Once they are designated they can start to advertise and recruit internationally. Once the employer finds the right fit for their business, the province endorses the employer. To become endorsed, an employer must:

  • Demonstrate efforts to hire locally have not been successful;
  • Recruit a foreign worker;
  • Provide a valid, full-time, non-seasonal job offer co-signed with the foreign worker;
  • Provide an individualized settlement plan co-signed with the foreign worker.

Immigration Supports in Western NS: NSOI’s Mary-Jo MacKay, Y-Reach’s Dolores Atwood, Western REN’s Gino Thibeault

After the employer finds a candidate that is the right fit and offers them a job, the employer connects them with a participating settlement service provider. These organizations work with the recruit, conduct a needs assessment, and create a settlement plan for the employee and their family. This plan includes recommendations for schools, doctor, and other suggestions to ensure that the new employee has a good life here. This makes for a smoother transition and a higher retention rate.

The Atlantic Immigration Pilot provides an avenue for regional employers to bring in new workers to bolster their declining workforce and address our impending skills shortage. Not only will this program help us bring in new workers fill job shortages, but also to add individuals and families to our region and help it grow.

Contact Gino for more information: gthibeault@westernren.ca or by phone at 902-307-2771.

Happy Small Business Week

The Western REN started the week off with a bang! Our 4th Annual Summit, Landing Talent, took place on Tuesday at the Clare Veteran’s Center in Saulnierville.

Seventy-four individuals attended from both the private and public sector, neatly divided at 50% from the private sector, including employers and employees, and the other 50% were from the public sector (including Western REN staff).

Attendees also came from a wide range of industries. The private sector participants were most commonly entrepreneurs (self-employed) and then fishery related industries. Some of the region’s largest employers sent HR staff.

Photo credit: Michael Carty

The Summit brought together employers, potential employees, and service programs for both. Our panel discussions explored expectations, challenges, and possible solutions from both the employer and employee perspective. These conversations revealed much.

Employee perspectives:

There is a need for more employers willing to invest in the region’s workforce, including: workplace education to keep pace with a rapidly changing work environment, implementing accommodations as required to access available workforce, and participating in co-op placements from high school program. The latter are intended to demonstrate to young people the types of vocations and opportunities that await them when they graduate or return from travels/studies.

Employer perspectives:

Finding and keeping the needed talent is a struggle for employers dealing with a large entry-level workforce, all the way down to highly specialized professions. Many employers are not aware of the variety of services available to them through public sector programs. Also, recruitment efforts need to be enhanced in order to access the right fit for the job and the organization. Finally, retaining an engaged workforce can be challenging for larger, entry-level employers; clearly identifying potential career paths and providing an enriched workplace are two tools being applied by some employers.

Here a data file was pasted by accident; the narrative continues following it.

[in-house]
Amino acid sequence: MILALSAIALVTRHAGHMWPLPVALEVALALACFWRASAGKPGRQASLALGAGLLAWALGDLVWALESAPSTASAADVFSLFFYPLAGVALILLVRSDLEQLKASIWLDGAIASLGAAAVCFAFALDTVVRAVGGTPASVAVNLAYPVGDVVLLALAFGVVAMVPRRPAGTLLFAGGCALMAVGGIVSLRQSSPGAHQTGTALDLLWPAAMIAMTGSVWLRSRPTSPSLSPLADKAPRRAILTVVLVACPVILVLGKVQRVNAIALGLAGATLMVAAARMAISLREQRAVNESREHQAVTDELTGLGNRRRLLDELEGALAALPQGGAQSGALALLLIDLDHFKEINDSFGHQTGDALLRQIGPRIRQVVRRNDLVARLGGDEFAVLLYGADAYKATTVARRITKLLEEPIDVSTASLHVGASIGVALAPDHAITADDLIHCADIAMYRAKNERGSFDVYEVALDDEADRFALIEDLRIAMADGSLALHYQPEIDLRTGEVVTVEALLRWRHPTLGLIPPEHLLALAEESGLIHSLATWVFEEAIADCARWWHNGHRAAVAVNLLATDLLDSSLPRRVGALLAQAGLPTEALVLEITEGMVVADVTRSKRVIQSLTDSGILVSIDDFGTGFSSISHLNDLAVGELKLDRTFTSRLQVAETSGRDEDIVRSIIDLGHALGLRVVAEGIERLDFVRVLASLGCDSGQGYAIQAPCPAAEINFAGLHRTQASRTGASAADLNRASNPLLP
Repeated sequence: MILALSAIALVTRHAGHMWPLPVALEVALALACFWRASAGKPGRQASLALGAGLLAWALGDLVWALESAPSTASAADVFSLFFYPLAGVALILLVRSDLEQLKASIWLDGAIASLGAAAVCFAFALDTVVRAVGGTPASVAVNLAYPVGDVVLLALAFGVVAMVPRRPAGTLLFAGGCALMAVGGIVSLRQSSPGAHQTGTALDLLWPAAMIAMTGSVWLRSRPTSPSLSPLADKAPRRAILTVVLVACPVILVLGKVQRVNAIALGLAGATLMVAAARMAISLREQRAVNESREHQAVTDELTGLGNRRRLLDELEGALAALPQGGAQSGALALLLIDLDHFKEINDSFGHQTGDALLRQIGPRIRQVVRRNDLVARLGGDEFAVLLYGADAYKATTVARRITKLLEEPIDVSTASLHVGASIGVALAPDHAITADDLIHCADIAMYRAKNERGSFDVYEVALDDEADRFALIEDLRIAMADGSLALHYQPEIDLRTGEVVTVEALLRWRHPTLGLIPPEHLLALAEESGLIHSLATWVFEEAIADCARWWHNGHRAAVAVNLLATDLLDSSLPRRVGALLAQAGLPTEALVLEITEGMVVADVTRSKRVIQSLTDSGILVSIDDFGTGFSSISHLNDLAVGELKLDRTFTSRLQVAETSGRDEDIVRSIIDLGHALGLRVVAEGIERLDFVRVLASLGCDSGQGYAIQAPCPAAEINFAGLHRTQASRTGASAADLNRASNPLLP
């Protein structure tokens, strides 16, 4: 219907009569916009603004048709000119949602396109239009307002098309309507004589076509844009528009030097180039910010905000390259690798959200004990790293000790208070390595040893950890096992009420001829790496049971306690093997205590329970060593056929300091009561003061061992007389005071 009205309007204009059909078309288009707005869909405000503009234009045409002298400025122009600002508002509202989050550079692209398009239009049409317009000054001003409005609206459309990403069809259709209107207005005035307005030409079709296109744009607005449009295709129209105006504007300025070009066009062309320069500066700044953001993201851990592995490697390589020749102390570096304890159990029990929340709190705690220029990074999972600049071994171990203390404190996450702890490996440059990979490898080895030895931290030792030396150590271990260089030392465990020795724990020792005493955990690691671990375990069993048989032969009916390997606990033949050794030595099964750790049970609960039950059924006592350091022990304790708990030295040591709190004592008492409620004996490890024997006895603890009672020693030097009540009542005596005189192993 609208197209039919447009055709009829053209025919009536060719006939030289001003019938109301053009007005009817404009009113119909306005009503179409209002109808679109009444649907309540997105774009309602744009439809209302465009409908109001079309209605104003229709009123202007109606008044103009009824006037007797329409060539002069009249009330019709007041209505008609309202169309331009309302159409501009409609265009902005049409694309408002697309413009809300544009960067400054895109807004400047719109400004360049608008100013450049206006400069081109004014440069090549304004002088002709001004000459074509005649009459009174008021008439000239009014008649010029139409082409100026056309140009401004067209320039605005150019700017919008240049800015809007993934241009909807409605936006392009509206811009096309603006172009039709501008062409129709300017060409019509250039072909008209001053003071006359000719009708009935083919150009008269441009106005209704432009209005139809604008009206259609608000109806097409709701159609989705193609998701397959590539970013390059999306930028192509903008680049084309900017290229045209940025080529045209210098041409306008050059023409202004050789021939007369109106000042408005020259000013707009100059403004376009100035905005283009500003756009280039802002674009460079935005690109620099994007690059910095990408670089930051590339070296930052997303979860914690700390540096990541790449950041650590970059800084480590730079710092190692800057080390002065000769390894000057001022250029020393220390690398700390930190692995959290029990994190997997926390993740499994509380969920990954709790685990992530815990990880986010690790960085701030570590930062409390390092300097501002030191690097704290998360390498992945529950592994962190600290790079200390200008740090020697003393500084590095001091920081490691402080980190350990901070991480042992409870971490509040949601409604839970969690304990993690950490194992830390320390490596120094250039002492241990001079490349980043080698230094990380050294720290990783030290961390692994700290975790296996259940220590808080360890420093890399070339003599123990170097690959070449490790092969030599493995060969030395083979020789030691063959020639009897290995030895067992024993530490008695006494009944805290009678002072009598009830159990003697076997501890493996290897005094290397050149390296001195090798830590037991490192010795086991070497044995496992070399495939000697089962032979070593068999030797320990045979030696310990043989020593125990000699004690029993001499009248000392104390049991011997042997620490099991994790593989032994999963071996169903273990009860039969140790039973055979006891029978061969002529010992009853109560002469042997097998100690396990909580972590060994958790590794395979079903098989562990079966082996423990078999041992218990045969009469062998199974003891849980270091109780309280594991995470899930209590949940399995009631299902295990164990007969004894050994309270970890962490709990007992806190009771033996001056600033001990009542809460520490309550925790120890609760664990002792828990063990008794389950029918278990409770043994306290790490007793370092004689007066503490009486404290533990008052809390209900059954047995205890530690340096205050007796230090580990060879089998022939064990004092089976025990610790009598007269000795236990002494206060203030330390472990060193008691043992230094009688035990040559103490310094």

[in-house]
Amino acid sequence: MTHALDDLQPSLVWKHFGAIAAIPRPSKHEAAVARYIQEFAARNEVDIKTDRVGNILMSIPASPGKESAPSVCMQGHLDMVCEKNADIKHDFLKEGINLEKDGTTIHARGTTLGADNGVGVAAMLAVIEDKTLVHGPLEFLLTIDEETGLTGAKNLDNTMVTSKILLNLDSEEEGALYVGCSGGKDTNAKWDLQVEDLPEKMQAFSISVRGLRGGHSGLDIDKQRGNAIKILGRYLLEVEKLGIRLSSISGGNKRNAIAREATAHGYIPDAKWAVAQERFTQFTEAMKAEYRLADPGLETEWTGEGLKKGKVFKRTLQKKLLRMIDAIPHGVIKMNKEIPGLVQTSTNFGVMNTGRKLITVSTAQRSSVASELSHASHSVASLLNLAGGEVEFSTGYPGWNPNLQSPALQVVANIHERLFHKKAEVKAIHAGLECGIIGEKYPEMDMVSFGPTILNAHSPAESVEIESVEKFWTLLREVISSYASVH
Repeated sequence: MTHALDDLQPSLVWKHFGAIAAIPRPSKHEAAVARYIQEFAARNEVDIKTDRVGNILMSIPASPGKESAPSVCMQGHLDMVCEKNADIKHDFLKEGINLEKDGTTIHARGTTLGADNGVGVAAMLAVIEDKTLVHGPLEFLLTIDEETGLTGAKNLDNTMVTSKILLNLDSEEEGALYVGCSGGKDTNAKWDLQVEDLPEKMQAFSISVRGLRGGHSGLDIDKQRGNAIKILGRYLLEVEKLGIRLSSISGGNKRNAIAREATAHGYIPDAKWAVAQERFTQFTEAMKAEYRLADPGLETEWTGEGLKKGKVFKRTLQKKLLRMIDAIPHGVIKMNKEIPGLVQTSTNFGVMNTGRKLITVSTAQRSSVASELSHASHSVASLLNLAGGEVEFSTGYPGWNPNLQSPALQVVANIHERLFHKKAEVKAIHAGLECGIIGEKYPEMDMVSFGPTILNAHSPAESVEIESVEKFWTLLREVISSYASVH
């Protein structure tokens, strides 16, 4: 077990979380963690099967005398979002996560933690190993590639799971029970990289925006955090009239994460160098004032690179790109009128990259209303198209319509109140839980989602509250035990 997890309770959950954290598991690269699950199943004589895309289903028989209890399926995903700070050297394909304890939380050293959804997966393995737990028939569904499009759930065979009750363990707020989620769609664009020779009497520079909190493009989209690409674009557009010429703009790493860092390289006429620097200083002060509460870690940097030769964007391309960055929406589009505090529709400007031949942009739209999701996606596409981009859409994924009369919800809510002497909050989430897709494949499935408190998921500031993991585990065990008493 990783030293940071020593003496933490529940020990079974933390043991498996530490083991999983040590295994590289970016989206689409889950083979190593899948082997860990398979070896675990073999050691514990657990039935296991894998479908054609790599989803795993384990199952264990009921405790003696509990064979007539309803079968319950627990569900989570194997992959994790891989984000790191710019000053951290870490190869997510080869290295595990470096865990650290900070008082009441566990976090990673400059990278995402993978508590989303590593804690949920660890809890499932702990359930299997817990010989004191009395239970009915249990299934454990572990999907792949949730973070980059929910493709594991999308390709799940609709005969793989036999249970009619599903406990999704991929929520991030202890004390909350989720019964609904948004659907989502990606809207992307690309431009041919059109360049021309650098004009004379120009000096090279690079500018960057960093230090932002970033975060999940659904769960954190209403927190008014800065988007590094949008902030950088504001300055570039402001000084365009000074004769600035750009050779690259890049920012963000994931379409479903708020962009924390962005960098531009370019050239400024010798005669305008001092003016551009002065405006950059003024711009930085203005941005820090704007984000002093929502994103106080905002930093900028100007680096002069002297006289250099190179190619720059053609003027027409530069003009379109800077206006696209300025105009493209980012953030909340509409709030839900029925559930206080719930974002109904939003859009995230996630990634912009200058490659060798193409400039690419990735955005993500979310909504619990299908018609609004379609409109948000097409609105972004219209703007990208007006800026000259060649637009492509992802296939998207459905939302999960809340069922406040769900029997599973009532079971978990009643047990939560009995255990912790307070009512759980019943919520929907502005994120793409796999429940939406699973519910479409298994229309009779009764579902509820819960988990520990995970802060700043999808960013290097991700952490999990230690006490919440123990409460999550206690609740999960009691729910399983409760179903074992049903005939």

Shared learning is a core offering at our Summits and this year we focussed on some very basic requirements of managing human resources. Participants did a brief exercise around communication styles that impact not only how we get our messages across to one another, but also how we best receive information. This self-awareness is critical to successful HR management.

Employee challenges are employer challenges. One of our activities demonstrated the loss of productivity and increased frustration faced by employees provided unclear job descriptions. Finally, we explored the differences between writing a clear job description (which provides instruction) and developing an appealing job posting (which sells the position). Both are crucial for recruitment and retention – though they are not interchangeable.

Landing (and keeping) talent is an extremely complex issue and cannot be resolved in a half-day event. Our goal was to introduce small, but practical, tools for employers to apply right away. Our work doesn’t end here – we support regional businesses, year-round, through Western REN regular programming.

Our BusinessNow program, lead by Victoria Brooks, is for both developing relationships with individual business owners and providing evidence for advising solutions. Our Western Connector program (announced at our 3rd Summit) is headed by Brenda LaGrandeur. This program supports job seekers who lack networks to connect with employers. Our newest addition, Gino Thibeault heads the Immigration program providing information concerning reaching out beyond the province for talent needed. About 15 people stayed for an optional Immigration for Employers Clinic following our Summit.

A huge THANK YOU to everyone for another successful Summit and we look forward to continuing our work with the good people of Western Nova Scotia.